News Briefs

By Katie McNulty
April 14, 2005

According to, a small but symbolic protest by victims of sex abuse by priests in the Catholic Church was obstructed on Monday, April 10 when police escorted one of the organizers off St. Peter’s Square before she could distribute fliers.

Barbara Blaine, founder of the Survivors Network of those Abused by Priests, was put behind barricades set up at the entrance to the square. Blaine and another member of the group were demanding that Vatican officials ban Cardinal Bernard Law from celebrating an important mass mourning Pope John Paul 11. Blaine and other members of the Survivors Network believe that the Vatican made what they call a “hurtful decision” to choose Law for the honor.

Law resigned as archbishop of Boston in December 2002 after unsealed court records revealed that he repositioned predatory clergy in other parishes without alerting parents that their children were at risk for being sexually assaulted. More than 550 people filed abuse claims in Boston and the archdiocese has paid out more than 85 million in settlements.

John Bolton faces Senate Foreign relations Committee

According to, John Bolton, Presidents Bush’s choice to represent the United States at the United Nations, appeared before the Senate Foreign relations Committee and faced some difficult questions.

In an opening statement, Bolton said that if confirmed as U.S. ambassador to the U.N. he would focus on four main priorities: Strengthening institutions that strengthen democracy and freedom, stopping the production of weapons of mass destruction, supporting the war against terrorism and fighting crises such as the spread of HIV/AIDS.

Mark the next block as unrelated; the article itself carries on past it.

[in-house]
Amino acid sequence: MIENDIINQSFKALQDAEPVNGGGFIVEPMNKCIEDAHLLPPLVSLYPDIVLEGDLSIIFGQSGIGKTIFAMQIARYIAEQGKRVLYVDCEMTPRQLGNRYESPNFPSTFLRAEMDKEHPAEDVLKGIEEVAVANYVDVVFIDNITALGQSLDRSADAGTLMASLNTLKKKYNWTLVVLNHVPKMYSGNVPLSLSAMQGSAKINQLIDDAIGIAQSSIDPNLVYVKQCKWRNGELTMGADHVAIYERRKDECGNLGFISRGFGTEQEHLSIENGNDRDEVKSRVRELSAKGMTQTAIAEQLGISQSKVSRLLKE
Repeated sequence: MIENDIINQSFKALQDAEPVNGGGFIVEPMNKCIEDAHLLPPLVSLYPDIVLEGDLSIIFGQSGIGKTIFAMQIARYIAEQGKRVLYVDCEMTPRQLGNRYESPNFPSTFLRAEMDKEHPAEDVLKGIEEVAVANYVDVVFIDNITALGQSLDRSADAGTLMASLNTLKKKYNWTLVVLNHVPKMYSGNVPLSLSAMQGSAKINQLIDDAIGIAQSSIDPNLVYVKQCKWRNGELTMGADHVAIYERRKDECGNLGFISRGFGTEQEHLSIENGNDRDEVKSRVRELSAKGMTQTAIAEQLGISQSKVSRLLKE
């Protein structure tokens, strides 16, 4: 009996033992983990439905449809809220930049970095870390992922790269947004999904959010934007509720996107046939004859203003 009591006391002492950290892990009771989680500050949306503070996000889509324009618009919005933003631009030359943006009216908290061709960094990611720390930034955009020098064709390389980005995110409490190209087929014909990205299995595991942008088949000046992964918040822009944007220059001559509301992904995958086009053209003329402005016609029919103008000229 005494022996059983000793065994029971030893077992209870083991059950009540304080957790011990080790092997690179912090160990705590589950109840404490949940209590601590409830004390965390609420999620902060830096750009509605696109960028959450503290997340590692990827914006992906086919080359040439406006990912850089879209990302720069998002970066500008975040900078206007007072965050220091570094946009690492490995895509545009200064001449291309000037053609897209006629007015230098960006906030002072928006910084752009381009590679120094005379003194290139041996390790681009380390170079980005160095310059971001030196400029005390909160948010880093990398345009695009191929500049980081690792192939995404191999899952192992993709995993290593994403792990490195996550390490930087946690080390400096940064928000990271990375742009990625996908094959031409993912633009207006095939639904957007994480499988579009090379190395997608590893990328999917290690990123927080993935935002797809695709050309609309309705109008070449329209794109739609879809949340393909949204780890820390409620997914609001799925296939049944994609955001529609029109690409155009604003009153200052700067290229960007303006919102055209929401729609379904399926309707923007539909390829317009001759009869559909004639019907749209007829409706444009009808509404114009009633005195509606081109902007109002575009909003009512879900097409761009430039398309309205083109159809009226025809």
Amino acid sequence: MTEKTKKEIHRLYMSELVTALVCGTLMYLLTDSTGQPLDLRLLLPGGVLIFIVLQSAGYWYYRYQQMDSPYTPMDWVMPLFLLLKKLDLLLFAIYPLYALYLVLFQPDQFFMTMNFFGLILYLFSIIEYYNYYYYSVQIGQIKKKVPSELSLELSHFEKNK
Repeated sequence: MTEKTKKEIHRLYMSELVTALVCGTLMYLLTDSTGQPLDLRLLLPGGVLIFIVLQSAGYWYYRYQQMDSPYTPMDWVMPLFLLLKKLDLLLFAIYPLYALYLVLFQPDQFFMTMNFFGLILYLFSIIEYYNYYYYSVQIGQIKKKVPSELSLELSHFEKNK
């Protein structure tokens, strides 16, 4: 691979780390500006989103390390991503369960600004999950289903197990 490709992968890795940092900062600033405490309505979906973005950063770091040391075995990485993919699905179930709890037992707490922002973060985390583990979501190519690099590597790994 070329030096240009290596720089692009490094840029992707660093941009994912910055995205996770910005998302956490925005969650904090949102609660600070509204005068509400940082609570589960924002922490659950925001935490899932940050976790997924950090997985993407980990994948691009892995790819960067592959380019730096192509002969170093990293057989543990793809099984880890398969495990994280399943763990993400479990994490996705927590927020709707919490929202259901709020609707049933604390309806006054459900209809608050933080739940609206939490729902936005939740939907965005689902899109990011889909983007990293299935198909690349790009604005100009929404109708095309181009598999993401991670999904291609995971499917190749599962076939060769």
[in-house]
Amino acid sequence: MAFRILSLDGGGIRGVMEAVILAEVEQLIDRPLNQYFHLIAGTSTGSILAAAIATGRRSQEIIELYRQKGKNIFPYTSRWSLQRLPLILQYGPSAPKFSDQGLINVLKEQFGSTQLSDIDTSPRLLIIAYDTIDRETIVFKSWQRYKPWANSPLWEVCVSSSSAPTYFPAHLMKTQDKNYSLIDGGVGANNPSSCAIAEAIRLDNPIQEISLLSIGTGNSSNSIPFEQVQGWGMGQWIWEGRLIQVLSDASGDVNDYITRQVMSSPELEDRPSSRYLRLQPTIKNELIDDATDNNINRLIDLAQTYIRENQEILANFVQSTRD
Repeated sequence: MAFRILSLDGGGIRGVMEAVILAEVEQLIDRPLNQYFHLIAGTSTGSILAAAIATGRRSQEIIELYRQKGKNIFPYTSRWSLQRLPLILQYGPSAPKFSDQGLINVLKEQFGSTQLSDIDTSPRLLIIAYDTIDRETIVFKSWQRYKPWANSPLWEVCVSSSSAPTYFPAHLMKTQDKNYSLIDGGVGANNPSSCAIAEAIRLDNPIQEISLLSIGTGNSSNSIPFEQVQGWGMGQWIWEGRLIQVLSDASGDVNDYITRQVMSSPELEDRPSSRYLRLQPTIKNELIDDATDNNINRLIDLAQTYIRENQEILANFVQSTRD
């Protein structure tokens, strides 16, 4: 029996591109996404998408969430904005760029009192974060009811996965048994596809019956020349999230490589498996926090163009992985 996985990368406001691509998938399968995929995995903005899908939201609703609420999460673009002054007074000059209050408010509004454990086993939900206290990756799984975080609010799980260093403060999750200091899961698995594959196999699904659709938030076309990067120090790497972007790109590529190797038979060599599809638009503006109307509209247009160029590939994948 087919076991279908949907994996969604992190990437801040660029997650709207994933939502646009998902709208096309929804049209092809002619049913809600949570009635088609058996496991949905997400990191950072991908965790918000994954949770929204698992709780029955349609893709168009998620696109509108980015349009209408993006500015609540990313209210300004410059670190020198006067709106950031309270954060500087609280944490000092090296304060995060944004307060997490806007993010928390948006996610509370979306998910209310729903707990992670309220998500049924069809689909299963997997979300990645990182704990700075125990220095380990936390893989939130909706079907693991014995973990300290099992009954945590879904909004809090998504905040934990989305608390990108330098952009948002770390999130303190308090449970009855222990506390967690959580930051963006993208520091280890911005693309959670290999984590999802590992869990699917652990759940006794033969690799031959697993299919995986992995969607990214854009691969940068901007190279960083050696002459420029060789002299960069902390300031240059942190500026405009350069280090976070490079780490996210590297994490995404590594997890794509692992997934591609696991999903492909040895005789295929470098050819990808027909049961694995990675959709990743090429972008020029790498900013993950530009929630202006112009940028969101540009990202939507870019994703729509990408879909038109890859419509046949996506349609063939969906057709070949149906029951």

Although Bolton clearly seems to be supported and respected, some senators question his nomination. Bolton has drawn criticism for a comment he made back in 1994 when he made a statement that “there is no such thing as the United Nations.”

Sen. Joseph Biden of Delaware said that he had “grave concern” about Bolton’s nomination. He also said he respected Bolton’s abilities and intellectual capacity, but he questioned his judgment and temperament.

Opponents of Bolton also criticize some of his recent statements saying that his statements are abrasive confrontational and insensitive.

President Bush’s concern for peace in the Middle East

According to, President Bush asked Israeli Prime Minister Ariel Sharon both publicly and privately on Monday, April 10 not to expand a key Jewish settlement in the West Bank.

“I told the prime minister not to undertake any activity that contravenes the road map or prejudices final status obligations,” Bush told reporters.

The United States has disagreed to an Israeli plan to add 3,650 homes to the West Bank’s largest settlement, Maaleh Adumim because they believe the plan would cut off Arab neighborhoods in Jerusalem from the rest of the West Bank. It threatens peace with Palestinians and violates the internationally backed “road map” peace plan that calls for a settlement freeze.

Israel insists it has the right to continue expanding these settlements.

Prime Minister Sharon plans to dismantle all 21 Jewish settlements in the Gaza Strip and four in the Northern West Bank in July and August, removing 9,000 Israelis from their home.

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Katie McNulty

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